Landscape / Re: jrista et al, Why Astrophotography?
« on: May 10, 2014, 09:10:28 PM »
To he honest, post processing is my least favourite part, until I finished the image ,

I hear that! :) I haven't had many of those moments lately...I tried to do galaxy imaging with my wide field 600mm lens...wasn't nearly as successful as I originally thought it would be. It's pretty hard to do galaxy imaging in a wide field under polluted skies.

and good luck to getting that mount! c:

I'm actually really hoping the price on the absolute encoders these mounts use drops in the next couple of years, so that by the time I'm finally ready to invest in one, they'll be cheaper. Astro-Physics just started adding encoders to their mounts (they don't seem to be doing it as well as 10Micron). Their lower-end mounts (which are still all ultra high end in general) cost around $8000 or so without the encoders. Just adding the encoders pushes the price up to $15,000 or more. That's almost double the cost. If the cost of these high resolution, absolute encoders comes down in the future, these nice high end mounts should come down in cost as well, and I intend to be all ready to pounce the moment they do. :P

I use my Microsoft Surface Pro out in the field. It's a full blown computer, weighs about a pound, and runs Lightroom 5 and Photoshop CS6/CC quite nicely. The battery life is the biggest problem, but that's largely been solved with the Surface Pro 2.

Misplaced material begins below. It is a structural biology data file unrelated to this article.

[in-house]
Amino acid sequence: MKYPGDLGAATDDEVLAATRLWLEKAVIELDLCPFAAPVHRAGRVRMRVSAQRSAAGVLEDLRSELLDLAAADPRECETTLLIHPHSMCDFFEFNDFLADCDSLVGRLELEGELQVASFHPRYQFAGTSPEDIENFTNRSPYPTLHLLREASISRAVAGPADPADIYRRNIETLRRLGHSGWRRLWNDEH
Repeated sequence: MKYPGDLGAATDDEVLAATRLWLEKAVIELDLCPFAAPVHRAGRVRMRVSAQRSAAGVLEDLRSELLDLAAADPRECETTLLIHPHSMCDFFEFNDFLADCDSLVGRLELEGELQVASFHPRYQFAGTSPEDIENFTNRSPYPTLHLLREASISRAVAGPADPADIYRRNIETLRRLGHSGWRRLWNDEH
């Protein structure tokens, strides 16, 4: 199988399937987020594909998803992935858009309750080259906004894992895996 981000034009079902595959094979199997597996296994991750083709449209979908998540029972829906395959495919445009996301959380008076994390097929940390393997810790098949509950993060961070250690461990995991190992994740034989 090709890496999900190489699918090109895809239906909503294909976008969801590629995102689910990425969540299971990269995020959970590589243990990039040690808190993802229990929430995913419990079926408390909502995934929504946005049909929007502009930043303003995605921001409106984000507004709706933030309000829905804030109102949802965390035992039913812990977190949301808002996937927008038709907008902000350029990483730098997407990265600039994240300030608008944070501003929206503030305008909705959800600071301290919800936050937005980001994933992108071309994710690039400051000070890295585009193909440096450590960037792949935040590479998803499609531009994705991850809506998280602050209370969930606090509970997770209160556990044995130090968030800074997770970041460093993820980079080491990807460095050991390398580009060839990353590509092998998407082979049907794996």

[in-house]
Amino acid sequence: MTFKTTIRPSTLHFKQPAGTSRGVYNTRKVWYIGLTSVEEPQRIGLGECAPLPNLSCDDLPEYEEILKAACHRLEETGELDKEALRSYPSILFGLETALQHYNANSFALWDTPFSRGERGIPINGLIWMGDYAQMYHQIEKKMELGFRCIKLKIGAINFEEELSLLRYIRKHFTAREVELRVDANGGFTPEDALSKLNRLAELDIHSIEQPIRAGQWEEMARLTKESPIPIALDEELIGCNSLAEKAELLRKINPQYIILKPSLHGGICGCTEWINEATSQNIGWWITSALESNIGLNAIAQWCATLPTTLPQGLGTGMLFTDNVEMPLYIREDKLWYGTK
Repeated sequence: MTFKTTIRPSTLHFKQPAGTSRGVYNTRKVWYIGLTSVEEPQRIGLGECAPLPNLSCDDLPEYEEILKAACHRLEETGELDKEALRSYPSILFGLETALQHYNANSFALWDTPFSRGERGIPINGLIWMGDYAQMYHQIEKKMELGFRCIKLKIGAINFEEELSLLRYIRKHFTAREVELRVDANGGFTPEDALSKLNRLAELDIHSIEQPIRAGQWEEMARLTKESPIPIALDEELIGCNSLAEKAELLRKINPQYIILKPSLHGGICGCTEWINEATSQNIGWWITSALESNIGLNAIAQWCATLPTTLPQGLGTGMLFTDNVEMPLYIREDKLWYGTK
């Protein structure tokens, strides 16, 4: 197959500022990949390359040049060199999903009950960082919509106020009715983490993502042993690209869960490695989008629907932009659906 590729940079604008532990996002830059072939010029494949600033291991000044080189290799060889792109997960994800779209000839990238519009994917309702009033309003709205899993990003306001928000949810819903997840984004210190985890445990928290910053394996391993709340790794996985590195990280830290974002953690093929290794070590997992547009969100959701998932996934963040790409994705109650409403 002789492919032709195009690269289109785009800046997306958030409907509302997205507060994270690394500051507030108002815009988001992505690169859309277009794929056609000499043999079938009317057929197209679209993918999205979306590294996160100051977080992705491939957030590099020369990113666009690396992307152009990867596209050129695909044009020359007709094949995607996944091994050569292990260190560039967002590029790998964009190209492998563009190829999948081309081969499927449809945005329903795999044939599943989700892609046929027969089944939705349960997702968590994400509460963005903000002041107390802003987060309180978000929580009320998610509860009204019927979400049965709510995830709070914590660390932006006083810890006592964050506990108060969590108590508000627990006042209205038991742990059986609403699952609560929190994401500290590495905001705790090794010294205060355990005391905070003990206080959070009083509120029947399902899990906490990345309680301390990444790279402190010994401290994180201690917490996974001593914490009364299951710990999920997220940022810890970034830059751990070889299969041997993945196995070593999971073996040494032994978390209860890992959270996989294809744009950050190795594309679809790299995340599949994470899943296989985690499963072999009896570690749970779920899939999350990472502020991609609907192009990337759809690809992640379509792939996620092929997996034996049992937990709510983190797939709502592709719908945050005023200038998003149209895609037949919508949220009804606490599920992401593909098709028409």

The screen is pretty good, I think my photos look quite nice on it, although just ever so slightly less saturated than on my desktop screen. I haven't tried to calibrate the Surface Pro yet...but I bet some calibration would probably fix the saturation problem.

You can even shoot tethered with the Surface Pro and Lightroom. You can plug in either a high capacity memory card or a USB drive, and write images to that. I've also set it up using an "offline files" folder that automatically syncs up to my NAS at home when the tablet connects back up to my home WiFi, but there is limited space on the SSD drive.

Anyway, if you want a nice way of showing your work to racers at the track, I really don't think you could go wrong with a Surface Pro 2 tablet. You could shoot tethered, immediately apply some basic processing in Lightroom, and it's a touch-based device, so sliding through a gallery of your shots for a race car driver would be not only easy, but full screen and beautiful. ;)

Landscape / Re: jrista et al, Why Astrophotography?
« on: May 10, 2014, 08:43:13 PM »
While I do agree with everything you say, it's just that not everyone can spend 40,000$ to get optimum results. :(  Also, if you own a 13,000$ telescope (your 600mm lens) Why didn't you get a high precision EQ Mount? ???

Oh yeah, I'm not saying everyone can or even should spend that kind of money. Just saying that if you want to get great quality, it tends to cost a whole lot more to get it with astrophotography than it does with normal photography. With normal photography, if you have the skill, you can get very good results with fairly minimal gear. The gear matters, but not as much. With astrophotography, the quality of the gear has rather exceptional importance, which makes it a very (saddeningly, even) expensive hobby.